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Beware Dividend Reinvestment When Selling Stocks

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It’s probably no surprise that in the last year I’ve been buying some blue chip companies with a solid history of dividends. Dividend investing is one of those long term investing strategies that has, for the most part, fallen out of favor after the fantastic dot-com craze, crash, and subsequent bull market that saw the Dow at 14,000 before it crashed to the mid-6000s in the depths of the economic panic. Throughout that time the Dividend Aristocrats, stocks that have paid and raised their dividend in 25 consecutive years, and the Dividend Champions, stocks that have paid a constant or rising dividend for 50 years, have maintained their dividend like clockwork.

Through dividend increases, many a billionaire’s fortune have been built (Warren Buffet’s annual dividend from his shares of Washington Post and Coca Cola exceed his investment).

I’ve purchased several dividend yield stocks with the purpose of building a nice dividend portfolio. One of the risks of doing so is that the underlying stock’s prospects could change and they could go from a nice stable stock, with a nice dividend yield, to a scary stock with a grim future, with a nice dividend yield. A prime case is that of BP, which at the time I owned them was offering a healthy 6% yield. If BP had not cut its dividend for the rest of the year, it would’ve paid out a 12% yield on its dividend.

What happens if you own a dividend stock through the ex-dividend date but sell it before the payout? You still receive the dividend, since you are the shareholder on record as of the official date.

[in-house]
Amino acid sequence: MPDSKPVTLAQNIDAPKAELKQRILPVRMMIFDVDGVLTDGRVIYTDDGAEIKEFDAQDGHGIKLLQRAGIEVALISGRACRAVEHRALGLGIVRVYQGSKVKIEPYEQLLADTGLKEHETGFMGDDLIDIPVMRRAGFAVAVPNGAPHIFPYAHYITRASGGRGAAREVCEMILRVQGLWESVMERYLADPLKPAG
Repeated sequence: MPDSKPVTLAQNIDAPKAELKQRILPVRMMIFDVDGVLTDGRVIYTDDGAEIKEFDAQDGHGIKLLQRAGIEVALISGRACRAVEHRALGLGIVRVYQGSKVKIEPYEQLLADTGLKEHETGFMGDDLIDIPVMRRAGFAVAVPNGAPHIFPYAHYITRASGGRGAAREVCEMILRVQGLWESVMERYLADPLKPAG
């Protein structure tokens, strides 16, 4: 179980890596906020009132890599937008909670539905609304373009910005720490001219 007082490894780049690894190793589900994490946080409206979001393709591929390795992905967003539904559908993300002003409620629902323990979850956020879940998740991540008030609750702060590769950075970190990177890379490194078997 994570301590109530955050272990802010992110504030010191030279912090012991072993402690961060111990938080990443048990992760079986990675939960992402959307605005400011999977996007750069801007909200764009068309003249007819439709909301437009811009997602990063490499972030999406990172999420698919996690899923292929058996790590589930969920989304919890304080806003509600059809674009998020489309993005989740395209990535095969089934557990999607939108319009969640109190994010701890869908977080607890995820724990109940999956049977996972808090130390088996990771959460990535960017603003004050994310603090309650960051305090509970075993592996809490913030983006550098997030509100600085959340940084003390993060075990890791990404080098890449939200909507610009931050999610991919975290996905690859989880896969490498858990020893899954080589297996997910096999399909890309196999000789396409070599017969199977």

What happens if you have your broker automatically reinvest your dividends? At TradeKing, and most other brokers, you will still receive shares of stock even though you no longer own the shares that gave you the dividend. This is expected because at ex-dividend, that’s what you elected. Unfortunately, there’s no automatic check as to whether you own the original stake (is it technically correct to call it reinvestment if you liquidated the original?) and, as it turns out, there’s no way to change it with 100% certainty.

I contacted TradeKing to try to get it changed and they said they would put forth a “best effort” but there is no guarantee I’ll receive cash instead of shares. The clearing firm has already been notified to reinvest the shares, which is why they can’t say for sure what will happen. In other words, they will try but no guarantees. With so much time between now and the payout date, I’m hoping I can get cash instead of shares and avoid paying $4.95 to liquidate them.

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6 Responses to “Beware Dividend Reinvestment When Selling Stocks”

  1. DIY Investor says:

    Did you check “sell all” when you sold? That will usually clear it out. Also, my experience is that if you ask your broker to sell small number of shares they will usually do it for no commission.

  2. Split Cents says:

    Interesting problem! But there is an easy solution to get you cash instead of stock: sell on the in-dividend date (the day before the ex-dividend date, and the last day that sellers will receive the coming distribution). At that point, the share prices will have increased accounting for the coming distribution (assuming you the stock price isn’t plunging for other reasons)!

    A more detailed explanation over @ http://www.splitcents.com/2010/selling-stocks-and-avoiding-dividend-reinvestment/

  3. cubiclegeoff says:

    Not sure how tradeking works, but you could change your “reinvest” option around the date that the dividend is due and get cash. Although this could affect dividends from other companies that are on the same date.

  4. Joe says:

    Can anyone actually tell me what “blue chips” means? I’ve heard that term in everyting from finance to sports and I still don’t really understand it.


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